Wow how amazing are these stalagmites and how many years must it have taken to produce this scene. Look how they dwarf the people.
The cavern was discovered in September 1897 by Louis Armand so they were named after him as 'Aven Armand'. Aven is the french name for a big underground cavern. They are located near the village of Meyrueis in an area of the south of France called Les Causses, described as wild and beautiful.
Not only can you visit these natural wonders but travel underground is by funicular, although it is possible on occasions to descend by rope down a natural shaft. I'd be spoilt for choice although on balance I think the rope option would be much more fun. I went down the 300 foot shaft of Gaping Gill in Yorkshire by rope, although there was a bosun's chair attached, it went down quite fast. I can recommend it.
The official site for Aven Armand says "Impassioned guides will make you admire, thanks to the setting in light with changing effect, the virgin forest and its 400 single stalamites" The biggest is 30 meters high which is shown on the postcard for it says on the back The Great Stalagmite.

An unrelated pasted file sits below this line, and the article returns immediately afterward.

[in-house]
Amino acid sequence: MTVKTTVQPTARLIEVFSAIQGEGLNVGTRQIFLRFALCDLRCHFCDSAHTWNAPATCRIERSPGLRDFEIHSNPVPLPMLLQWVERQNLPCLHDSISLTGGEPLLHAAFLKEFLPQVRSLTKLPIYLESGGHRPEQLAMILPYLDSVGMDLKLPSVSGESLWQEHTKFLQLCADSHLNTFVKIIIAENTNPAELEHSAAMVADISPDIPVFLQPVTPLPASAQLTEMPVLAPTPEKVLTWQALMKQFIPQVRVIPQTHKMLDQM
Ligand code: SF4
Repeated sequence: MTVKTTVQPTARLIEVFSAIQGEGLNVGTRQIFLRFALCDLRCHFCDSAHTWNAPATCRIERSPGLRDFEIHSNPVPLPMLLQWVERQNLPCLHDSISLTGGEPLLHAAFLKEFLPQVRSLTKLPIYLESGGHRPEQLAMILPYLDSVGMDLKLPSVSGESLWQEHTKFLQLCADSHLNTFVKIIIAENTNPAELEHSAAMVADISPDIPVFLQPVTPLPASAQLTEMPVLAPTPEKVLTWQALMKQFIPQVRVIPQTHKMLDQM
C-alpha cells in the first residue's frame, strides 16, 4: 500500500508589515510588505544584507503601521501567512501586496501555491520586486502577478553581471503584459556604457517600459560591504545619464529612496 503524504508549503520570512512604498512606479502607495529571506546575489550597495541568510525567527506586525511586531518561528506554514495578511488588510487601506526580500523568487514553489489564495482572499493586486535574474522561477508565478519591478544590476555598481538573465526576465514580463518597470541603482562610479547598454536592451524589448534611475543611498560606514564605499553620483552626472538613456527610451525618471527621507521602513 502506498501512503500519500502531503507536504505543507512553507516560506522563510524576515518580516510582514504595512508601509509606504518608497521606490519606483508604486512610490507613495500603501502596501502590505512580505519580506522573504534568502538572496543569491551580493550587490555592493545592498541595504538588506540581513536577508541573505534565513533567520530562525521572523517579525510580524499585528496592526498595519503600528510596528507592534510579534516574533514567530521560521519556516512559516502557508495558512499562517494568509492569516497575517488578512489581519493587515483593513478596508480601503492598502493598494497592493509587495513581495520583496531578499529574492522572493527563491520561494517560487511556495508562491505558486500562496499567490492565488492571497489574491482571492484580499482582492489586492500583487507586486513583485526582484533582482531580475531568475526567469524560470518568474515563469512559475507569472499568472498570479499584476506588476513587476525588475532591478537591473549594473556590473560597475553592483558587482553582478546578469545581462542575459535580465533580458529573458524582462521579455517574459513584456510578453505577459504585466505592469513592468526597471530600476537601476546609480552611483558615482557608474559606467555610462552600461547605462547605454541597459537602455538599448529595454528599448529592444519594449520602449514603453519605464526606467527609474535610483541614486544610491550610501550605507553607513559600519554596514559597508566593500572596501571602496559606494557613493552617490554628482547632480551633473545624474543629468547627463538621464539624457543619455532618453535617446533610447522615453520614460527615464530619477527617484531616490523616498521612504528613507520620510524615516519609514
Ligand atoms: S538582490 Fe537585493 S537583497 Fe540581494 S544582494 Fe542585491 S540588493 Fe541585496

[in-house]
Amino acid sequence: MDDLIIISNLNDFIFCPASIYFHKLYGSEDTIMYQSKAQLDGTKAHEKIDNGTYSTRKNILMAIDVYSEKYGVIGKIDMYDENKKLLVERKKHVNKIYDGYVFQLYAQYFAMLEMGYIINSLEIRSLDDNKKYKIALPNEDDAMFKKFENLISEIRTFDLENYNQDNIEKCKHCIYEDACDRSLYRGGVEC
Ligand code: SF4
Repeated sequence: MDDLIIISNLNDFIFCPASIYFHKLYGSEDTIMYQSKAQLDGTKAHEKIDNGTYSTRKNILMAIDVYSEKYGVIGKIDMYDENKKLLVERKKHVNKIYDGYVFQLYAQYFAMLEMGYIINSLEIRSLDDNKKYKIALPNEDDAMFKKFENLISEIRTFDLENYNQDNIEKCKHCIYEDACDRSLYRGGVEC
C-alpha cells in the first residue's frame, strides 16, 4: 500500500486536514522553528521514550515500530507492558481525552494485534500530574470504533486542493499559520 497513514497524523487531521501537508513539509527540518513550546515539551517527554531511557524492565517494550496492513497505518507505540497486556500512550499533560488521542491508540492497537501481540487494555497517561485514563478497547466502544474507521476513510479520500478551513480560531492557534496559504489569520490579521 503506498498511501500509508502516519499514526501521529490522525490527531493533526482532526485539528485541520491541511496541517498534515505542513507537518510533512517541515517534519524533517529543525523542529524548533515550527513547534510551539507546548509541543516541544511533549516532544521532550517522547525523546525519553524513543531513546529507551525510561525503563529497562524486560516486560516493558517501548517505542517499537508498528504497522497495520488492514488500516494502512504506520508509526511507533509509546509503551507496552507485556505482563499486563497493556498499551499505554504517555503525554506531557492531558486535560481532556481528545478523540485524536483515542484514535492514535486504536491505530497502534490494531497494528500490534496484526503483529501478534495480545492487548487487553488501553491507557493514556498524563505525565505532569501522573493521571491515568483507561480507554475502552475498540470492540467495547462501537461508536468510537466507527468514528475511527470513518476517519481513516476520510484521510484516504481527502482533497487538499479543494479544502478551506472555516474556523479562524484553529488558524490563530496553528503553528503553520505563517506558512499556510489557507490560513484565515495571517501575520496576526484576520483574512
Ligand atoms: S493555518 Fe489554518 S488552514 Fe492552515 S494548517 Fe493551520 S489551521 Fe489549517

This card came with
the October 2009 joint issue with Switzerland of the Centenary of the Universal Postal Union. World Post Day is celebrated each year on 9th October, the anniversary of the establishment of the UPU in 1874 in the Swiss capital, Berne. Thanks to this union of countries we can all just stick a stamp on our letter or postcard and it will be delivered anywhere in the world.
The stamp features the French sculptor Rene de Paul Saint-Marceaux (1845-1915) who create the UPU Monument in Berne. This image also appears on their flag.
Thank you Isa in the south of France for sending me this card. She says Postcrossing is a great way of travel; it certainly is, so hurray for the universal postal system.
The card travelled 729 miles (1,174k) and took 6 days.